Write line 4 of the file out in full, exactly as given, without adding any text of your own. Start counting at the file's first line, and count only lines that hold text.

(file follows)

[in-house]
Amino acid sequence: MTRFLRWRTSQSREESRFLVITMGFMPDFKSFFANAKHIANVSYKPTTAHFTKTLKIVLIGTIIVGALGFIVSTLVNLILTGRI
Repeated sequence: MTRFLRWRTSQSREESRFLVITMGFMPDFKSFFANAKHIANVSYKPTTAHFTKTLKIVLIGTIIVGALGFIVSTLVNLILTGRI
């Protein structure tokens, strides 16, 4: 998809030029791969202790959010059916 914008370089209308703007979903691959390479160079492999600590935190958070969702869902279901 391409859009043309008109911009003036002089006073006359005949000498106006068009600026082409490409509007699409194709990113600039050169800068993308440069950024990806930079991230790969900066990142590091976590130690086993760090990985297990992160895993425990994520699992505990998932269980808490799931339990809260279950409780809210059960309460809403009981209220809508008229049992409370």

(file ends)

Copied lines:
């Protein structure tokens, strides 16, 4: 998809030029791969202790959010059916 914008370089209308703007979903691959390479160079492999600590935190958070969702869902279901 391409859009043309008109911009003036002089006073006359005949000498106006068009600026082409490409509007699409194709990113600039050169800068993308440069950024990806930079991230790969900066990142590091976590130690086993760090990985297990992160895993425990994520699992505990998932269980808490799931339990809260279950409780809210059960309460809403009981209220809508008229049992409370």